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Speaking of Poached Eggs

20 Mar

Last weekend, some folks came to visit us all the way from Mississippi. A guy named Vincent cooked something I’d never had the pleasure of eating- poached eggs.

Despite being weary about eating eggs that don’t appear to be fully cooked, I bravely put the buttered toast and salt and peppered eggs in my mouth.

What followed was an explosion of pure taste.

Honestly, how I’ve lived this long without poached eggs is a complete mystery to me. I’ve made them three times now and even had a friend make them for me one day.

The first time I made them, I did it quite perfectly- the second and third times, something went wrong, that I can’t fully explain or grasp.

The trick to poached eggs, it seems, isn’t the adding of vinegar to the water- though that is absolutely crucial if you want the egg to not completely lose its shape and turn the pot into eggy water! The trick is to put the egg in at the right temperature. If the water isn’t hot enough, the egg will simply fall apart; if the water is too hot, it will cook solid before you can get the white around the yolk.

Also, when eating poached eggs on toast, make sure to use a thick bread. Regular, sliced, processed white bread is not ideal for several reasons- how bad it tastes being the foremost idea that comes to mind. Texas Toast, BBQ bread, or thick slices of French bread are ideal in my opinion.

To cook a poached egg, pour water and vinegar in a medium-sized pot. I suggest using a LOT of vinegar, as it helps keep the egg together. Salt the water, and wait until just before it starts boiling, and I mean JUST before. Crack the egg, drop it in, and then use a ladle to try to keep the egg together, very gentle moving it in the water. The white should cover the yolk; allow the water to come to a boil, and wait a few minutes for the egg white to completely cook. How far the yolk is done is difficult to tell, and I honestly haven’t figured out that trick yet.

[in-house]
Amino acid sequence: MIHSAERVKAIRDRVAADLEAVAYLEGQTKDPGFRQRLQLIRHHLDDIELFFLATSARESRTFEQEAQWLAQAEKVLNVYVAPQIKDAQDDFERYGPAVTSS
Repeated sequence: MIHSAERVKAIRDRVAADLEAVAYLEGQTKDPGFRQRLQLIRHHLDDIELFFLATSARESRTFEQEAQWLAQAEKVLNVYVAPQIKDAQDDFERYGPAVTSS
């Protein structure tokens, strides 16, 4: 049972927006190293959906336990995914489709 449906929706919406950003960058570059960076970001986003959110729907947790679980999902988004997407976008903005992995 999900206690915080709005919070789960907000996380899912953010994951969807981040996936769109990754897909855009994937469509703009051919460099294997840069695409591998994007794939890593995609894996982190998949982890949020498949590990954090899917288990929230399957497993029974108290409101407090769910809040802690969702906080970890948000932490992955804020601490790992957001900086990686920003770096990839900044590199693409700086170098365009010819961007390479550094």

Take the bread and toast it; butter the toast, place the poached egg on it, add salt and pepper to taste (I also add some garlic salt), and enjoy the delicious vinegary tasting poached egg. It’s magnificent, and if you haven’t tried it, I really recommend it- it’s not like any other kind of egg I’ve ever had.

You can cook the yolk to different consistencies- I prefer mine slightly runny, but not completely liquid. I never thought I would eat eggs that seem undercooked, but then, the vinegar’s pretty strong and likely kills anything undesirable.

Well, that’s two blogs in one day- I hope everyone’s enjoyed. I’ll do my best to bring daily updates, but no promises.

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4 Comments

Posted by on March 20, 2010 in food

 

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4 responses to “Speaking of Poached Eggs

  1. Van Tilden

    March 23, 2010 at 12:59 am

    i love my yolks runny too. in japan i end up eating a lot of raw eggs.
    i am happy to have the tip about vinegar. i didn:t know it did that…thanks!

     
    • enamouredslave

      March 23, 2010 at 3:06 am

      Even if you were to use, say, one cup water and one cup vinegar, the chance is that the egg will still not totally stay together without working it a bit, or at least as far as I can tell. Tonight, I cooked a poached egg on a gas stove, and that was a different experience, to say the least.

       
      • Van Tilden

        March 24, 2010 at 3:28 am

        gas and electric are very different, i agree. i prefer gas because of the fast reaction time. with electric you have to think 5 minutes ahead with the controls. i really hate electric.

         
  2. enamouredslave

    March 24, 2010 at 3:37 am

    For some reason, I couldn’t reply to the second reply you made, Tilly.

    I seem to prefer the gas stoves myself, too, though I think they’re more of a fire hazard.

     

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